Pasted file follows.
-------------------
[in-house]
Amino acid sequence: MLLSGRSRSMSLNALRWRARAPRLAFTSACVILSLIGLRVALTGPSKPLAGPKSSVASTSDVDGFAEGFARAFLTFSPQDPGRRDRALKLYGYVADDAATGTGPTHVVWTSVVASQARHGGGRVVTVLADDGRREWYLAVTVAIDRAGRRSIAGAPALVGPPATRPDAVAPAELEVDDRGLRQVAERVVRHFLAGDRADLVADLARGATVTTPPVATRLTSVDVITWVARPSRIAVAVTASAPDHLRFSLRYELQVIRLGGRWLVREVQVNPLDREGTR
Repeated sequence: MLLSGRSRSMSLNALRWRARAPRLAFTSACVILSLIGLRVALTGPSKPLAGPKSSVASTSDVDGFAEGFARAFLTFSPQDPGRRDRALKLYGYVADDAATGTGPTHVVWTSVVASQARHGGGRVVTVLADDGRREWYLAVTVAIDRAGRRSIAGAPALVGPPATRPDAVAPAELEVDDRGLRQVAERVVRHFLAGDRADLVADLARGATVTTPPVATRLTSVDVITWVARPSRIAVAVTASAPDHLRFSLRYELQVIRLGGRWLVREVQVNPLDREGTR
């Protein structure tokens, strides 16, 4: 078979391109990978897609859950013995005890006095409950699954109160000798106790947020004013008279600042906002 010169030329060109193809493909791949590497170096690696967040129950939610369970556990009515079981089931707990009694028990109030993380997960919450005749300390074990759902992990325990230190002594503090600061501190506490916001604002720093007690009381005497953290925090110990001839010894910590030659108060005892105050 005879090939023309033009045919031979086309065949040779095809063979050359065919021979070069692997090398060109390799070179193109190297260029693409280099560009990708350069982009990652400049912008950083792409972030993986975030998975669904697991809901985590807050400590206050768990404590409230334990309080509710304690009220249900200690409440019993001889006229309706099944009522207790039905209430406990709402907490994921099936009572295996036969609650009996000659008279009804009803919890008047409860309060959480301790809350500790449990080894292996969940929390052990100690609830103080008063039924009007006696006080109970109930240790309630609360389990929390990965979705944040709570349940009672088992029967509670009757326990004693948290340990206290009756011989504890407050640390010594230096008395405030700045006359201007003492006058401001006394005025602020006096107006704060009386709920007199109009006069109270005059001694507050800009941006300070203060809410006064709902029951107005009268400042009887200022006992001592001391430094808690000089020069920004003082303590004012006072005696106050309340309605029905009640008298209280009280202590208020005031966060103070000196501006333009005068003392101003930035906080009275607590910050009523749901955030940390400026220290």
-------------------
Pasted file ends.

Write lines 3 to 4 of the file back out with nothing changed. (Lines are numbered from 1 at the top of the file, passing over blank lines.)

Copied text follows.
Repeated sequence: MLLSGRSRSMSLNALRWRARAPRLAFTSACVILSLIGLRVALTGPSKPLAGPKSSVASTSDVDGFAEGFARAFLTFSPQDPGRRDRALKLYGYVADDAATGTGPTHVVWTSVVASQARHGGGRVVTVLADDGRREWYLAVTVAIDRAGRRSIAGAPALVGPPATRPDAVAPAELEVDDRGLRQVAERVVRHFLAGDRADLVADLARGATVTTPPVATRLTSVDVITWVARPSRIAVAVTASAPDHLRFSLRYELQVIRLGGRWLVREVQVNPLDREGTR
């Protein structure tokens, strides 16, 4: 078979391109990978897609859950013995005890006095409950699954109160000798106790947020004013008279600042906002 010169030329060109193809493909791949590497170096690696967040129950939610369970556990009515079981089931707990009694028990109030993380997960919450005749300390074990759902992990325990230190002594503090600061501190506490916001604002720093007690009381005497953290925090110990001839010894910590030659108060005892105050 005879090939023309033009045919031979086309065949040779095809063979050359065919021979070069692997090398060109390799070179193109190297260029693409280099560009990708350069982009990652400049912008950083792409972030993986975030998975669904697991809901985590807050400590206050768990404590409230334990309080509710304690009220249900200690409440019993001889006229309706099944009522207790039905209430406990709402907490994921099936009572295996036969609650009996000659008279009804009803919890008047409860309060959480301790809350500790449990080894292996969940929390052990100690609830103080008063039924009007006696006080109970109930240790309630609360389990929390990965979705944040709570349940009672088992029967509670009757326990004693948290340990206290009756011989504890407050640390010594230096008395405030700045006359201007003492006058401001006394005025602020006096107006704060009386709920007199109009006069109270005059001694507050800009941006300070203060809410006064709902029951107005009268400042009887200022006992001592001391430094808690000089020069920004003082303590004012006072005696106050309340309605029905009640008298209280009280202590208020005031966060103070000196501006333009005068003392101003930035906080009275607590910050009523749901955030940390400026220290």